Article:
r u a builder or a buster? – focus on the positive

I have been trying to think on positive things, not painful or negative things. A good goal right?  I wish it was some noble ideal that I set my heart on first thing every day, but to be honest, right now it comes from necessity. I was in the dentist’s chair yesterday, having a root canal done. Now I have enjoyed this wonderful experience many times before, but on this occasion there were some complications which led to a few moments of pretty high level pain. I had to force myself to focus on something positive. 

I think this is a little like life and like work, and like church too. If we are not careful, the painful things can dominate our thinking and lead to some stupid actions – like wanting to punch and kick the dentist, his assistant and bust his equipment! (just kidding  – sort of)- I imagined the headlines: Pastor Goes on Rampage in Ottawa Dentist Office

Thankfully I thought restraint to be the better option: in a moment of frustration, pain, discomfort, and trauma – it is so easy to become a ‘buster’ or a ‘breaker’. Yet God calls me to be a ‘builder’.

My task as a ‘pastor-teacher’ according to Ephesians 4:11-13 is to “build up the Body of Christ to maturity and prepare it for works of service”. Your task as a member of the Body of Christ is to “show mutual concern” (1 Corinthians 12:25,26) and “build up the church” as The Apostle Paul exhorts (1 Corinthians 14:12).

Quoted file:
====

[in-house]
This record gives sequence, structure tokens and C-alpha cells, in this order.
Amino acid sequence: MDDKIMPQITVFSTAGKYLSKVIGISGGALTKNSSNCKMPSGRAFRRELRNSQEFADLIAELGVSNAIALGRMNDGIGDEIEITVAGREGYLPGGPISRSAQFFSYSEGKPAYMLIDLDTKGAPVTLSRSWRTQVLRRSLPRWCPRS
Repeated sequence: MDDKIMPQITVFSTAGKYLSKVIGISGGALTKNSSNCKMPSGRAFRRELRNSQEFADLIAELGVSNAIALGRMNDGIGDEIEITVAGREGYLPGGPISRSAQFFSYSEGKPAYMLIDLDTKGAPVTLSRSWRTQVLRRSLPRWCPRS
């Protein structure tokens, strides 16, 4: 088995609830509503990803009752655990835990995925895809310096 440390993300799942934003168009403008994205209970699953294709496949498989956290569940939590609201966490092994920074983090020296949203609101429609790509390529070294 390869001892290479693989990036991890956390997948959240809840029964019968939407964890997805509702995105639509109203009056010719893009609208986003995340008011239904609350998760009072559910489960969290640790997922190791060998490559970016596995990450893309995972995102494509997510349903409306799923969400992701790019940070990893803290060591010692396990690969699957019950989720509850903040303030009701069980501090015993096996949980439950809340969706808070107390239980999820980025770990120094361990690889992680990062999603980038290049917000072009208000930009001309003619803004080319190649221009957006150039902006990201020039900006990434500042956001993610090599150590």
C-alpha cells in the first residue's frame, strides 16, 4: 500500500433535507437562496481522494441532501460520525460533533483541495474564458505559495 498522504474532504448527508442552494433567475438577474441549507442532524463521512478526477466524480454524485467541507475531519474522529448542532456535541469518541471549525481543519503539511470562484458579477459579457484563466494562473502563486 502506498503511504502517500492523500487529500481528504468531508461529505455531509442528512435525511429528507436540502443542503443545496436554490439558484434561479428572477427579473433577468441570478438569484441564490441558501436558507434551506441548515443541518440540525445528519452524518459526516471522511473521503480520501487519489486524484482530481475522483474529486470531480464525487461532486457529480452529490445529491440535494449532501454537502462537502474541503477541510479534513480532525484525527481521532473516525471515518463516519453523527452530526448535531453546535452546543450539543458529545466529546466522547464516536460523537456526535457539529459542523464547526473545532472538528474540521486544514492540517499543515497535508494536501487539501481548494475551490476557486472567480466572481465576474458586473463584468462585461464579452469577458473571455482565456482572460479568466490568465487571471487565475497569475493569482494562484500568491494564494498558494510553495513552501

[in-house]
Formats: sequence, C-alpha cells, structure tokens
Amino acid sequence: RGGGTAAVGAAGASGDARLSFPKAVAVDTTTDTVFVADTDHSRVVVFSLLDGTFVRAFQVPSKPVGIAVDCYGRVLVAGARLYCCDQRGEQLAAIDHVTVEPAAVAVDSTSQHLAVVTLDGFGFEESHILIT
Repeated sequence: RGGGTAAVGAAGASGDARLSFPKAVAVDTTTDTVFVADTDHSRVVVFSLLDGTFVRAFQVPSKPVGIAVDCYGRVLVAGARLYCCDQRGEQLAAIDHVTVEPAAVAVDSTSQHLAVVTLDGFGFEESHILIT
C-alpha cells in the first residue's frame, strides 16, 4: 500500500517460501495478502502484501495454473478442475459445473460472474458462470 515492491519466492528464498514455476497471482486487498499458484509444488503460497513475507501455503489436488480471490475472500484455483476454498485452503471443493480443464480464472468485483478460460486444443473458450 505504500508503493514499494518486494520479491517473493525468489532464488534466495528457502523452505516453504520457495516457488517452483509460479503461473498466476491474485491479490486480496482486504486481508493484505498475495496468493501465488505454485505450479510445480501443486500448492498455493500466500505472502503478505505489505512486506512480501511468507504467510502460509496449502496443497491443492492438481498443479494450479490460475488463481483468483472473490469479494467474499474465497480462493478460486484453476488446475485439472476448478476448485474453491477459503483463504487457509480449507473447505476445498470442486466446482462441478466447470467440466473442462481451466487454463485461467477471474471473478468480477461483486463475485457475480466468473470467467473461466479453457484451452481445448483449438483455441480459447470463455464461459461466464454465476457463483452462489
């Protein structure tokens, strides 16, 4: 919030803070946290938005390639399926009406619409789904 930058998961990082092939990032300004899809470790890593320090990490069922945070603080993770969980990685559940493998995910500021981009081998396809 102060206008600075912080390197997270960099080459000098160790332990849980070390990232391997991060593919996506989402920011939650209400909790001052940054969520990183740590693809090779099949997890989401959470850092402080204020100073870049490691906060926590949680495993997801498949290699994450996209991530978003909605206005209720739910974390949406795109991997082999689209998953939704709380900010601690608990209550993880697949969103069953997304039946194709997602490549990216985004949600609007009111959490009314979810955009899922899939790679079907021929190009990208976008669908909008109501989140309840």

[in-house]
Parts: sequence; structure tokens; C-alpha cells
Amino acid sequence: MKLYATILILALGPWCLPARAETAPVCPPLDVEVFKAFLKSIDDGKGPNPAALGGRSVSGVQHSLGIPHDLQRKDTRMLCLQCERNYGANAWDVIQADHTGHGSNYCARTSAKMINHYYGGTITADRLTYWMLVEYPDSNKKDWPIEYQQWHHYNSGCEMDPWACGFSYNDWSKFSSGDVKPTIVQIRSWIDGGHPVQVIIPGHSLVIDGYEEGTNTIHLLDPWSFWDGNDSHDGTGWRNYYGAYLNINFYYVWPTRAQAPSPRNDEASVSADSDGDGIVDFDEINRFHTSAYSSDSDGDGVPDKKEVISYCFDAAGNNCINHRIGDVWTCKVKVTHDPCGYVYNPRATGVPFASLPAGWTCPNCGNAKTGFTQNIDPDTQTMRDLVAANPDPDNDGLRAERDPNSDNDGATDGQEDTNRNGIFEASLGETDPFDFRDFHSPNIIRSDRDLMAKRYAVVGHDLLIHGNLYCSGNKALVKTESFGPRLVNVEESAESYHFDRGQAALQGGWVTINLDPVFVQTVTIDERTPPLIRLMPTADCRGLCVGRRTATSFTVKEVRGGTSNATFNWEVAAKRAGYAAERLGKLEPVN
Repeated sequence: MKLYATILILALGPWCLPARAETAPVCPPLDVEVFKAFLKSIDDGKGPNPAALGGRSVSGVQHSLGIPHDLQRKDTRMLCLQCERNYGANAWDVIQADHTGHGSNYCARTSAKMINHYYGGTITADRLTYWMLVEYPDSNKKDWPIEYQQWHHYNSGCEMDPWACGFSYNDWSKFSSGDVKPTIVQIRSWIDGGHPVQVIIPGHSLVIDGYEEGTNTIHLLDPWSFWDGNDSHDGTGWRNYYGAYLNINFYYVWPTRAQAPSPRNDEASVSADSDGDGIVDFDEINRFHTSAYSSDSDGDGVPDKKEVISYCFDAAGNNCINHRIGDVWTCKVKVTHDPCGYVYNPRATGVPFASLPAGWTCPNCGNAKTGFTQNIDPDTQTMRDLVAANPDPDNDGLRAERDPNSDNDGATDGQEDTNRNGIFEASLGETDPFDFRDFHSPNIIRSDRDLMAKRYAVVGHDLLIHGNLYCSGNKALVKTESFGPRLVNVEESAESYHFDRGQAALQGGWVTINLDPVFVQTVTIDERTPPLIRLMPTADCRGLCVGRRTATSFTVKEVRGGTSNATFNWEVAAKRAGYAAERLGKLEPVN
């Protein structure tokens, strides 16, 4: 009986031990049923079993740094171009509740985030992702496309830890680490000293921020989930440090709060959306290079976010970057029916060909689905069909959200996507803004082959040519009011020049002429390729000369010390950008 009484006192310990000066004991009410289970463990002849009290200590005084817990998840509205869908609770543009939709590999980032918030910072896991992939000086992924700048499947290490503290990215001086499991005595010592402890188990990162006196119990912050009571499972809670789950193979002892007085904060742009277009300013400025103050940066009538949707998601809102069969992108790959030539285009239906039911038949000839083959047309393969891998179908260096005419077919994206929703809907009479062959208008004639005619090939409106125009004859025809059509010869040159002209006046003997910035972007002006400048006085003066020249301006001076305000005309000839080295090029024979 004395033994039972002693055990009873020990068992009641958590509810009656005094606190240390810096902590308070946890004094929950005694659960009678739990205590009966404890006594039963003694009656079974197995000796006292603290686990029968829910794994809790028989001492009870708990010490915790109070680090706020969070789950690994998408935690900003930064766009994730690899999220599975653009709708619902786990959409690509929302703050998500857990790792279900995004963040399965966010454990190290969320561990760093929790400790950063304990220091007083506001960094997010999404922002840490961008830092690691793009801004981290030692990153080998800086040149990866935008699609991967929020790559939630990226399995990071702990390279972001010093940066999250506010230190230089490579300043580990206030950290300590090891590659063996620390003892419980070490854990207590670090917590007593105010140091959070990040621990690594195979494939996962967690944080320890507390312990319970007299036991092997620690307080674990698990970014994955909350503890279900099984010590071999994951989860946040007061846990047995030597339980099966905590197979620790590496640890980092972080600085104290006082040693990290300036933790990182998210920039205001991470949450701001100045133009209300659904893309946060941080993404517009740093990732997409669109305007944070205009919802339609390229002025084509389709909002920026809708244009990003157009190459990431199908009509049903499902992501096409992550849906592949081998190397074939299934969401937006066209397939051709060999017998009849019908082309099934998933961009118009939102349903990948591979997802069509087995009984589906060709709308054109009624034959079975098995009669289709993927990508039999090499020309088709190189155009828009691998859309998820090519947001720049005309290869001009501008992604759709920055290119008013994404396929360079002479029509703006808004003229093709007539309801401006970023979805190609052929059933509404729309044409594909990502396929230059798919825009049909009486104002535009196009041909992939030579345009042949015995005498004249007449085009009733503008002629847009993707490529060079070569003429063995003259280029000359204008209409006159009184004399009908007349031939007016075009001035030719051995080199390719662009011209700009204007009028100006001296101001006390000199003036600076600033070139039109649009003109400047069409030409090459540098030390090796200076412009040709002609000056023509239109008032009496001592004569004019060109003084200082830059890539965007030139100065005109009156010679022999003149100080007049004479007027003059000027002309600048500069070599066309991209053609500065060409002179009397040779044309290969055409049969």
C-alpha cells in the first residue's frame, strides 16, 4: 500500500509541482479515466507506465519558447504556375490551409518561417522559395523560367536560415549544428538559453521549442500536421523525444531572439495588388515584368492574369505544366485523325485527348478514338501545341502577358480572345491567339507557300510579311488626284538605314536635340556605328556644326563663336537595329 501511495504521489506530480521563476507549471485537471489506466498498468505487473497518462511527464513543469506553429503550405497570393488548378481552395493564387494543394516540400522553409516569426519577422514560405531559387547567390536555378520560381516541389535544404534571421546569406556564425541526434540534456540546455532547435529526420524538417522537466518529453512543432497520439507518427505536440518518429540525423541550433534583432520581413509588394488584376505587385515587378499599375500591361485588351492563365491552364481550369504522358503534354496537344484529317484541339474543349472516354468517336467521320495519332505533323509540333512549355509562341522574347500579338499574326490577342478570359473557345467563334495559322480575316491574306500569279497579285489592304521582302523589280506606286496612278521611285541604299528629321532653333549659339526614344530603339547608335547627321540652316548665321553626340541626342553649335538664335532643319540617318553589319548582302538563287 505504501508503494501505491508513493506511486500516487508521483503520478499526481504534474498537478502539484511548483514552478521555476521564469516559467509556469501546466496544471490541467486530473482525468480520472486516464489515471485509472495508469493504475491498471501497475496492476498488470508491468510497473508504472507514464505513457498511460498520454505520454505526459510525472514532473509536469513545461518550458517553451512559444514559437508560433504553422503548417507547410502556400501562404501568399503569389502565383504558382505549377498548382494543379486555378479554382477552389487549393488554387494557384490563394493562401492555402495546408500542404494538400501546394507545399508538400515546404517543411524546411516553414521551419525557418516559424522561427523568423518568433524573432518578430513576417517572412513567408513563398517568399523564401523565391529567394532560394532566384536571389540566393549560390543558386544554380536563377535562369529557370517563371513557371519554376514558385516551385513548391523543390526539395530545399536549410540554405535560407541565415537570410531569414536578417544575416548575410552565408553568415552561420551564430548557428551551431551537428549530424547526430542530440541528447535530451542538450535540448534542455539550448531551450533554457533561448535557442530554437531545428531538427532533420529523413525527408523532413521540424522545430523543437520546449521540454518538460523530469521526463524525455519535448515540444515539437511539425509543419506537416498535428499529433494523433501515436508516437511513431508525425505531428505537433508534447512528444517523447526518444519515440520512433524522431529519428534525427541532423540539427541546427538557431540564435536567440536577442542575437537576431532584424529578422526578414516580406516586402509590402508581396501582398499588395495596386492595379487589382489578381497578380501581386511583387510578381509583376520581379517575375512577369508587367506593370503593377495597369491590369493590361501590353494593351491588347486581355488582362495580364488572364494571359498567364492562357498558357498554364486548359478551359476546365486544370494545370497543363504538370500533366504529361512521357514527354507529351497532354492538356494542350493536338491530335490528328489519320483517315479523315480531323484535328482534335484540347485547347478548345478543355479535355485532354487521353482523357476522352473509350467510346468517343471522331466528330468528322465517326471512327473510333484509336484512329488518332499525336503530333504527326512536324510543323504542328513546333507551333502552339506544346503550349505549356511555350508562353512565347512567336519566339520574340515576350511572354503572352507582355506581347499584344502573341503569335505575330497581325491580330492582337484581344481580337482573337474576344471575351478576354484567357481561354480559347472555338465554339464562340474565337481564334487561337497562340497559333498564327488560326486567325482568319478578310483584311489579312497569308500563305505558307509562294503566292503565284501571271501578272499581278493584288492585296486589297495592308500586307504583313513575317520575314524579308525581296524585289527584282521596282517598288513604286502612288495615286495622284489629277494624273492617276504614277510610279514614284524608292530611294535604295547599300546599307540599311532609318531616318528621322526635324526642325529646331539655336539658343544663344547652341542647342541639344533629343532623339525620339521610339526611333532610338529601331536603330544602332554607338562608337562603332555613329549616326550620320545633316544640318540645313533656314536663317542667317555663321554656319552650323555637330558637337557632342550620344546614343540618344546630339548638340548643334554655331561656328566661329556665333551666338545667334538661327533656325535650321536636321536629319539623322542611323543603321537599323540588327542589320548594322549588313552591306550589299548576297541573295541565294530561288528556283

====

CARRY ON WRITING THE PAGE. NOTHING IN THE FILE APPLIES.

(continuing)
Interesting that these two thoughts came across my desk this morning – hope they speak to you like they did me:

I saw them tearing a building down – a gang of men in a dusty town.

With a yo-heave-ho and a yes lusty yell , they swung a beam and a side wall fell.

I asked the builder if these men were as skilled as men he would hire if he were to build.

He laughed and said “Oh no indeed, common labor is all I need for these men can wreck in a day or two what builders have taken years to do.

I asked myself as I went my way, what kind of role am I to play?

Am I a builder who builds with care and measures life with the rule and square?


Am I a wrecker who roams the town content in a role of tearing down?

–          Anonymous

Originally published by D. Johns on Tues. Feb. 2nd 2010 at http://www.brockvillefirst.com

does God guide? – the call to change

How can I be sure if God is guiding me? How can I read the ‘road signs’ of life? Are there any clues in the Bible? 

I think so. And they are important to know, not just for individuals, but for churches as well. Acts 16:6-10 is the account of Paul on his second missionary journey. He lays travel plans but on two occasions he is prevented from sticking to the proposed itinerary (talk about “detours”). The providence of God is obvious. Being hindered to do what he wants, Paul is open to changing direction so as to be able to be in the place God has in mind. After a time of uncertainty, God makes clear the new direction. 

It is right to make plans and have goals. But those plans must be submitted to the will of God and be open to his veto. Three verses help us here: 

Romans 8:14  Those who are led by the Spirit of God are sons of God